The Federal Housing Administration has released their new version of the Multifamily Accelerated Processing guide better known as MAP centered on improving the time it takes to process.
The new guides combine all of the multifamily program changes along with guidance such as FAQ, mortgagee letters, and notices all in one document. This information was at times hard for lenders to collect and even staff members at HUD had trouble finding. The guide will also provide precise clarity around affordable housing transactions, which is an area that has been neglected in other versions or guides.
In theory, the time it takes to process could improve via using the new guide due to the fact that lenders and HUD staff will not have to spend as much time debating on what is allowed along with saving time on research. On the other hand, do not expect this to be a fast answer to the problem as the business that has flooded in over the last year still has to be gone through which will take some time.
Phil Melton, managing director at New York–based MAP lender Centerline Capital Group stated, “The long-term effect of the MAP changes will be really beneficial,” and went on to say, “But you still have a short-term issue that’s going to take some time to play itself out. You still have to get through the current logjam.”
Turn around times are seeing improvements, however, they are still not quick. A new construction loan via a Sec. 221(d) (4) program can still take up to a year, while a refinance or acquisition loan via a Sec. 223(f) program can take between seven to nine months.
Of course, the timeline will vary according to the program as well as the HUD office you are using. A few offices such as the one in Columbus, Ohio states their turn around for Sec. 223(f) applications is 60 days.
This can be confusing once again as the definition of days was also changed in the new guide. The agency now guarantees a pre-application review of 45 days for Sec. 221(d) (4) loans with another 45-day review of the firm commitment application. Prior to this new guide, calendar days were used but now they are measured in business days, which make the time line longer.
Even with these days outlined in the new guide, the idea is of course the best practice but they are not reality.
Ed Tellings, FHA chief underwriter at Columbus, Ohio–based MAP lender Red Mortgage Capital stated, “To be honest, I don’t think many offices at this point, given their staffing and resources, can meet the time frames that are established,” and went on to say, “It’s a little better now than it was six months ago, and that has a lot to do with HUD getting through that volume of business they received last September.”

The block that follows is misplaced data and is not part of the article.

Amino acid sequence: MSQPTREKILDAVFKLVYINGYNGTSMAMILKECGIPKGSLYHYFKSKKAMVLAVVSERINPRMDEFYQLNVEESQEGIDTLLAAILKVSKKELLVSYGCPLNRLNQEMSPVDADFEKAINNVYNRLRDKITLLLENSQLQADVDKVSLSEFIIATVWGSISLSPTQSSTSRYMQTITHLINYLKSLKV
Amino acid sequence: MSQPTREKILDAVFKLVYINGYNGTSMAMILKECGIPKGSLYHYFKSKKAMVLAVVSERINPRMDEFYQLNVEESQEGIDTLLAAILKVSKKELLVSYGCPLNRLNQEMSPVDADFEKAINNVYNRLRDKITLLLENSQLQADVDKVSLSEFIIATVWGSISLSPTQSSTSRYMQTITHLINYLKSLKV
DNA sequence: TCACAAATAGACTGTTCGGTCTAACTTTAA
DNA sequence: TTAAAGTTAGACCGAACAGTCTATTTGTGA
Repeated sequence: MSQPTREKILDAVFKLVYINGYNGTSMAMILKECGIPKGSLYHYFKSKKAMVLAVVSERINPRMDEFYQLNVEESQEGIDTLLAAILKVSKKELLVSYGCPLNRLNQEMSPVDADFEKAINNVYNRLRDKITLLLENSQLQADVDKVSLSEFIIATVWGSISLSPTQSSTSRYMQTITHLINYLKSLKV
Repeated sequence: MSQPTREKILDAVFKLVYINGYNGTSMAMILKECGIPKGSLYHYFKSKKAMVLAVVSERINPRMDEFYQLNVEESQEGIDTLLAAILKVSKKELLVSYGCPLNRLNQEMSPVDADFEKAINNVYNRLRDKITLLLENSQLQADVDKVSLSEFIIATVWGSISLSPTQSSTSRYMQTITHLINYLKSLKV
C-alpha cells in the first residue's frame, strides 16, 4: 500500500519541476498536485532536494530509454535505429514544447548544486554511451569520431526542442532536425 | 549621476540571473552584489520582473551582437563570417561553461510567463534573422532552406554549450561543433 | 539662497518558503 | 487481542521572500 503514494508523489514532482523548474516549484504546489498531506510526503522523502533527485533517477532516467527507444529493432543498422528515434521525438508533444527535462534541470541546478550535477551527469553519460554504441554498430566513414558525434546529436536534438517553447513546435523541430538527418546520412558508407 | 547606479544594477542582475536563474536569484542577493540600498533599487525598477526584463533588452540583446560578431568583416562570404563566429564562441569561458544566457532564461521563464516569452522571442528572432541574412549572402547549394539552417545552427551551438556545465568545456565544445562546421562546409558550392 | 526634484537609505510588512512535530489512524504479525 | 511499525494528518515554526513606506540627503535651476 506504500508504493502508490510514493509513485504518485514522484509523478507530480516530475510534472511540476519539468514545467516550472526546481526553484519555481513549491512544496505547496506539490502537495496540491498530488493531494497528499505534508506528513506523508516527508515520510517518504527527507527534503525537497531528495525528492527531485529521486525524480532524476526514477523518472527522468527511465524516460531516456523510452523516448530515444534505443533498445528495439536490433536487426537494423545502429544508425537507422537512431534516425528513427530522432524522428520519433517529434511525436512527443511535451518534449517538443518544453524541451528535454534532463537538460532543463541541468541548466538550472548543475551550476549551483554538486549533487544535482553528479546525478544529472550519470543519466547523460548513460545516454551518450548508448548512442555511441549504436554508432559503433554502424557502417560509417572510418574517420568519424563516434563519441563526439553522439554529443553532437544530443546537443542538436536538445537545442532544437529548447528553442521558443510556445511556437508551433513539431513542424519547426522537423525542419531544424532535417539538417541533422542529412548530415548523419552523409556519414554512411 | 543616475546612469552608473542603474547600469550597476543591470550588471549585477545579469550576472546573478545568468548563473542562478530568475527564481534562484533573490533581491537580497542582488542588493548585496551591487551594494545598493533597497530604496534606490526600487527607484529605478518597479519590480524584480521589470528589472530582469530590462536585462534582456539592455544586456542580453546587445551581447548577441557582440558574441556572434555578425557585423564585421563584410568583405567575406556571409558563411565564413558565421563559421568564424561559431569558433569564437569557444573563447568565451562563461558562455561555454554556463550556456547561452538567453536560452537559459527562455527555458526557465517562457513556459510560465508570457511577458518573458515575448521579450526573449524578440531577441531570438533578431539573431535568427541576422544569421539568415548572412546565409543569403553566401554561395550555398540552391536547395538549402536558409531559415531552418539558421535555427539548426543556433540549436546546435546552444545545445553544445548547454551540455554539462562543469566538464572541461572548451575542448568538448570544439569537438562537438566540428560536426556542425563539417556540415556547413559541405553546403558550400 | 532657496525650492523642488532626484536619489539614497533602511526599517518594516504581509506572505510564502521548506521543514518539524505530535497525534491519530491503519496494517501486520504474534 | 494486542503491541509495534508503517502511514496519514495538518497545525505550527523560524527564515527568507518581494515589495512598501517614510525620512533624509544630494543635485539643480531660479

The current loans being processed are from last September. The loan changes by the FHA were changed in July of 2001 to make them less generous for market-rate deals while debt service coverage went up, and leverage went down. The deals were sent prior to September 1, 2010, which was placed in under the previous generous terms, which buried the agency in more paperwork and of course more volume.
What this did was cause the FHA to become a victim of their own guidelines. During the last fiscal year, the FHA processed a record $10.4 billion in multifamily deals, which surpassed in August, with more than a month left to go in the 2011 fiscal year.
The capital markets are improving and more lending options are slowly becoming available, several borrowers still think waiting on FHA is the best way to go. Sec. 221(d) (4) deals are quoted under 5 percent, which is an awesome rate for a 40-year, non-recourse money that can go up to 83.3 percent leverage on market-rate deals. While a Sec. 223(f) deal for a refinance or acquisition are currently being quoted in the low–4 percent range.
The FHA has made other improvements to keep it all moving. The FHA will refund the fee for an application that has not been gotten to yet while some of its overwhelmed offices, like in San Francisco, are sending their workload to less-overwhelmed offices, like Phoenix, Arizona. The FHA also overhauled its loan closing a document that has not been done in the last 20 years, regulating underwriting and narrative templates and streamlining the process.
Lenders are delighted with how the new MAP guide turned out and congratulate the HUD multifamily team, in particular Chris Tawa, Dan Sullivan, and Janet Golrick, for delivering on their promise.
Tellings stated, “By providing clear guidance, it should allow people to move quicker on those issues where HUD offices and lenders get hung up,” and went on to say, “HUD’s done a really good job of taking a lot of questions and issues and putting them all in one place.”